Oops. This trip report was supposed to go up a few weeks ago. Just before I started my Long Trail Side-To-Side trip, I was out at Mount Monadnock in southern New Hampshire to explore the trails. Here’s the last day’s trip report from there. The LT Side-To-Side reports will start coming soon.
The day after Earlylite’s presentation in Boston, I headed back to Monadnock to hit some of the last trails I needed to mark on my GPS. After the previous week of crap weather, I was overjoyed to see a completely sunny sky as I drove west across Massachusetts and southern New Hampshire. Apparently, I wasn’t the only one who realized it was nice out. Even though it was the middle of the week, there were plenty of people already at the trailhead parking in the state park. No surprise there. They don’t call it the most-hiked mountain in the US for nothing.
I didn’t hit the trail until just before noon, so I was in a bit of a hurry to get those last few trails, which included a lot of backtracking over trails I’d already GPSed over the past few weeks. The nice thing about that, though, was that by going up the Lost Farm Trail to the Cliff Walk, I completely avoided the crowds that I knew would be all over the White Dot and White Cross. The picture above was taken from Bald Rock, where I sat down for a forty-minute lunch break without seeing a single person. All the while I could see tiny figures milling about on the summit, and faint shouts came over the breeze. The mountain was crowded, alright, but my little corner was just fine. And the views from Monadnock’s secondary summits are just as good as those from the top. I had a clear view to Stratton Mountain, Greylock, Pack Monadnock, and others.
I crossed the White Dot and White Cross on my way to the other side of the mountain, tagging the Pumpelly Trail and doing a little loop with it and the Spellman and Cascade Link trails. Maybe I should have taken the loop in the other direction, because my route had me go down the Spellman trail twice, which resembled down-climbing a technical route for half a mile. Not easy on the knees! I finished off the day by running away from the black flies and mosquitoes on the Harling and Hinkley Trails, sweating like crazy from the humidity and 80 degree air. I guess if it’s not raining and cold, it has to be uncomfortable in the other extreme.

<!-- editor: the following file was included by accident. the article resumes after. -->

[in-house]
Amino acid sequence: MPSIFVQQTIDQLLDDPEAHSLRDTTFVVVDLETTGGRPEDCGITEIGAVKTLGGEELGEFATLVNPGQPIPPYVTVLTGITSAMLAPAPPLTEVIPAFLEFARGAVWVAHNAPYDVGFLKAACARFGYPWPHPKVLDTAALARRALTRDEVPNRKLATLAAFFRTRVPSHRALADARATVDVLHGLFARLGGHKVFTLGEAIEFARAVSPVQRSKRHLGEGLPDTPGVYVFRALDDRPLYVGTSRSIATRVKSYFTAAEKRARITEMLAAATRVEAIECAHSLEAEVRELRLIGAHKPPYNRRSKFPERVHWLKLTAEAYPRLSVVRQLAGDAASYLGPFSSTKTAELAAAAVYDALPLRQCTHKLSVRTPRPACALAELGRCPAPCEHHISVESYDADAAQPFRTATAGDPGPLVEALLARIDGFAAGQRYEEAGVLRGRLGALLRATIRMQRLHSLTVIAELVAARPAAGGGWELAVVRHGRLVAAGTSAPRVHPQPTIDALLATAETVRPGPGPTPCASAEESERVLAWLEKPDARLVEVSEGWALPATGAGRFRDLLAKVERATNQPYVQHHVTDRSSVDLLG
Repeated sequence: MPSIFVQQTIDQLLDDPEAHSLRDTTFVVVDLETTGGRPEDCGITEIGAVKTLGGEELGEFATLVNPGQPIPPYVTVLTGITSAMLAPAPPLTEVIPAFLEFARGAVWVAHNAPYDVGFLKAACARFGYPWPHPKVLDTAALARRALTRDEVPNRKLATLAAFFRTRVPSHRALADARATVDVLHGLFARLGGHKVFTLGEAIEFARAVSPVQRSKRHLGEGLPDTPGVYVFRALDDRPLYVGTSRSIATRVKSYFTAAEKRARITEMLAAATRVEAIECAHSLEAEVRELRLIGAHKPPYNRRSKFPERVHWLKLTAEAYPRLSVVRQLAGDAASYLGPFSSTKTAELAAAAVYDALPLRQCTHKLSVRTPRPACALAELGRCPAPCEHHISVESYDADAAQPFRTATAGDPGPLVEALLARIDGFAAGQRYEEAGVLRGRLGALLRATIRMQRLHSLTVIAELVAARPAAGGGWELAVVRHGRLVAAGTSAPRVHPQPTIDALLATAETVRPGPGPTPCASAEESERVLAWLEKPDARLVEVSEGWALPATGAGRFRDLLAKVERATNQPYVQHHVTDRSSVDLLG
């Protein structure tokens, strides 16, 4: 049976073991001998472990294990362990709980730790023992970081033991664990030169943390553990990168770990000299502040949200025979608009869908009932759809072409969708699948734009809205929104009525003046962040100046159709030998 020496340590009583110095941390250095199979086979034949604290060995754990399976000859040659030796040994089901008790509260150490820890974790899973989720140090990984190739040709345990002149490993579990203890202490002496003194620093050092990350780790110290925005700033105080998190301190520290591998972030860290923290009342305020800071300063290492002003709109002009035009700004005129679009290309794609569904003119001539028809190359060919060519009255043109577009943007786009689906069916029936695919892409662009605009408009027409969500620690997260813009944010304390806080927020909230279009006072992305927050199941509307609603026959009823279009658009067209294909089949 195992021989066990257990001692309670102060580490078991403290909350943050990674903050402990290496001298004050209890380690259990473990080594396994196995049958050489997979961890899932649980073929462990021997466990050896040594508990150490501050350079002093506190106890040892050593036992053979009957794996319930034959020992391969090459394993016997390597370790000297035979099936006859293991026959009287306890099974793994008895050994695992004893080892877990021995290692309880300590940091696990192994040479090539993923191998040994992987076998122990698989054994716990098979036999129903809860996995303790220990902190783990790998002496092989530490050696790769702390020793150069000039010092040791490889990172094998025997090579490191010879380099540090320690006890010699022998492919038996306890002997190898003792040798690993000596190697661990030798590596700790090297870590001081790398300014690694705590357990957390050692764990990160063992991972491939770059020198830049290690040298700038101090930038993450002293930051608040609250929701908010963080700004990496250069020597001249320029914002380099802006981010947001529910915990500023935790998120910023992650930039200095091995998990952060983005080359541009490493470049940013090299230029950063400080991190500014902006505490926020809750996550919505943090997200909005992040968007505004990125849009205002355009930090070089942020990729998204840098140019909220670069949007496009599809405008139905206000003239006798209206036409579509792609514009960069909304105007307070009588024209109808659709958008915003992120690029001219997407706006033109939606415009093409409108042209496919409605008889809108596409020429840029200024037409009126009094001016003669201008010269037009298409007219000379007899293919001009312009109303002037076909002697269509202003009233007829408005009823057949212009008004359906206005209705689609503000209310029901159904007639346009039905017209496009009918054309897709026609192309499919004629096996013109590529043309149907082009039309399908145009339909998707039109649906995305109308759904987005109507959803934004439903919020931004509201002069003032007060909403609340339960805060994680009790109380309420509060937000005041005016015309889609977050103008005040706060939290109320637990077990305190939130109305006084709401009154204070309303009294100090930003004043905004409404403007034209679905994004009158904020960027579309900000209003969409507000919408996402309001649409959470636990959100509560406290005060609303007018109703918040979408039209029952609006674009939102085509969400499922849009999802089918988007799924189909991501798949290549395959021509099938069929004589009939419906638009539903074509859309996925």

The next day I returned much earlier in the day to finish off the trails. All I had to do was the lower half of the Pumpelly Trail, the entire Dublin Trail, and the entire Marlborough Trail, and I would have all the GPS tracks for the park. I hit the trail at 8:30 from the Dublin Trailhead, and started strong up the trail (partly due to running from the black flies). The massive humidity slowed me down after the first mile, but I made it to the summit before 10. The next step was to hike down the Marlborough Trail, then turn around and hike right back up, then retrace the Dublin Trail back to my car. By the time I got back to the summit a second time, I was sweating so hard I couldn’t even hang onto my hiking poles.
The humidity! It was a nice day, to be sure, but it was over eighty degrees, and so humid that the haze in the air cut yesterday’s visibility in half. On Wednesday I could see almost to the White Mountains, but Thursday I could barely see past Crotched Mountain, forget Ascutney or Stratton. The pollen in the air combined with the moisture to make my lungs ache with every breath. I was a little exhausted already as I started down the Dublin Trail, and I slipped on a rock, scraping a good bit of skin from my leg. Lots of blood, lots of bruise.
I got back to my car and immediately headed to the Pumpelly Trail, still pouring sweat even as I drove down the road with windows wide open. In just the few hours I’d been parked, a thin yellow film of pollen had collected on the hood of the car. No wonder I was having so much trouble breathing.
The Pumpelly Trail probably would have been a piece of cake, since I only had to make it to the junction of the Cascade Link to finish it up, but I was sucking wind the entire way up. Again, I dropped my poles several times, my hands slick with sweat. My shin stung and brought tears to my eyes as I walked past a pricker bush without thinking. Whoops. Sweat in the eyes and sunburns on my face (despite sunscreen and wide brimmed hat) didn’t help, either.
Still, I got back down by 4:30, just in time to head back to Fitchburg for dinner with friends. My lungs ached, my leg stung, my whole body was sore. But I’d finished my goal of making the GPS tracks of all the trails on the mountain (as far as I can tell). Hopefully I’ll have a page with the map on this blog by the end of June. Keep an eye out.
At the end of the evening, I felt like I’d been hit by a wrecking ball, but oh, did I sleep well! Next stop for hiking, Vermont! And the forecast now looks like more of the same– sun and humidity. I guess I can handle that for a while.